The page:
MetaDialog: Customer Spotlight
How did you get started working with MosaicML?
I’m the CEO, but I also have a technical background. I have a master's degree from Oxford in computer science. When we started the company, I was already following some of the researchers from MosaicML on Twitter. So from the beginning, we've been talking to your team. And we were kind of testing the waters, trying to see what different companies are offering, both in terms of hardware and software. We decided to go with MosaicML, not just because of the hardware-to-price comparison, but also because of how you work with clients. We felt really supported and you made it easier for us to train the model that we wanted, with full technical support along the way. You really helped us with what we're trying to achieve.
How are you using MosaicML tools to train models?
We trained two models with your tools. We trained a semantic search model. It's an LLM, but it works specifically for retrieving data. And we also trained a language model, similar to ChatGPT. We trained both of them using your Composer library to train the model and schedule and run everything, and we also used your hardware platform. We trained the models as part of a system implemented in one of the biggest governments in the gulf region.
How big were the models that you trained?
The semantic search model had 350 million parameters, but we trained it on a big amount of data: almost 500 billion tokens. It's quite a lot of data for a small model. I think we used something like 250 NVIDIA A100 GPUs to do that. Next, we trained the language model. It has 7 billion parameters and we trained it on about 1 trillion tokens, roughly split half and half between Arabic and English.
Where did you get the data for this dual-language model?
So, that was a big problem. For English, it's quite easy. There is a lot of open source data, and you can find more than 1 trillion tokens in English. But in Arabic, it’s kind of hard to find more than 50 billion tokens, and we needed 10 times more than that, so we gathered the data ourselves. We used tens of thousands of CPU cores and we scraped hundreds of millions of web pages. I think in the end we scraped almost everything there is to scrape in Arabic on the web.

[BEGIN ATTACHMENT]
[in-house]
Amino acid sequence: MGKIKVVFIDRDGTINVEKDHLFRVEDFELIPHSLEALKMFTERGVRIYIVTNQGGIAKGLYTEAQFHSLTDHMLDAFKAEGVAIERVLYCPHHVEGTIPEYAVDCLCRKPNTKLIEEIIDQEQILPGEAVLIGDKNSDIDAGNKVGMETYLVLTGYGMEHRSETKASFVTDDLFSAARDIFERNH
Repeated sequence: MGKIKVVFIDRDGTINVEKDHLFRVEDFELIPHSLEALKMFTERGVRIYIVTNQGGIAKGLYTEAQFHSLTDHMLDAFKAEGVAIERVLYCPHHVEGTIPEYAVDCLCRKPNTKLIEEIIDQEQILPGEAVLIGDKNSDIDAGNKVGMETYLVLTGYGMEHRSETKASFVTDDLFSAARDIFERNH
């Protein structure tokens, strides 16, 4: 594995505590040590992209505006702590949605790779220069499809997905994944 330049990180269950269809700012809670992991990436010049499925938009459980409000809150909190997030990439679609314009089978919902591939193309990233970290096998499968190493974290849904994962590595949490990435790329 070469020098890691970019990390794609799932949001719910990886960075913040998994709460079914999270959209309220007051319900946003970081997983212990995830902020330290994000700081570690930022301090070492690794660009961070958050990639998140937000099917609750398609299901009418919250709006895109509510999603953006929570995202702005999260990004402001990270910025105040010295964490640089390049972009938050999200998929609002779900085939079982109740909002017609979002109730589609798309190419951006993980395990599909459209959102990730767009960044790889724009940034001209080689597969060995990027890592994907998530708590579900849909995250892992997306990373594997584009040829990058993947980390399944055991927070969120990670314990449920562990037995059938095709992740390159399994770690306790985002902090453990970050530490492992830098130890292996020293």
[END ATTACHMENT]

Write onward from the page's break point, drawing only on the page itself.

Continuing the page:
So, you've basically built the definitive Arabic language dataset?
Yes. Actually, the model we trained with MosaicML is the largest one ever, not in terms of the size of the model itself, but how much data it actually processed. The number of tokens it was trained on in Arabic is the most out of any model that has been trained. The model is now being used by one of the largest governments in the Gulf region.
How long did it take you to train these two models? Were there any issues with your hero runs?
I think the first semantic model took just a few days. The Arabic language model took maybe 10 days to train. And it was as seamless as it can be. Of course, no training at that scale is completely seamless. We had a node die at some point. We had some problems with throughput in the beginning and had to make some changes to the code a little bit.
But again, the support we had from MosaicML was really amazing. Basically, whenever we had a problem, your AI engineers would connect with us and try to help us solve it together, debug our code, and sometimes even propose code changes. I would say that it was as seamless as you can get. If the system stopped because of a problematic node it would automatically replace that node, restart, and just continue training. So there was a lot of headache that was avoided by using Composer and the entire software stack on your platform.
Honestly, it was such a good experience that I talked to our customer experience team and I told them that this is how I want you to work with customers so that they get the same experience that I got with MosaicML.
Do have any more models you're planning to train in the near future? What's next for MetaDialog?
Let me first give a bit of background on what our company does. All of our clients want to get some value out of their data. And so in a nutshell, what we do is enable companies to build their own GPT-style models that work with their own data: textual data, websites, databases, and APIs. One of the most popular use cases for these models is customer service. If someone is asking questions about your product, it's easy to generate an answer, but a generic model may not be able to answer questions about your specific product prices and features.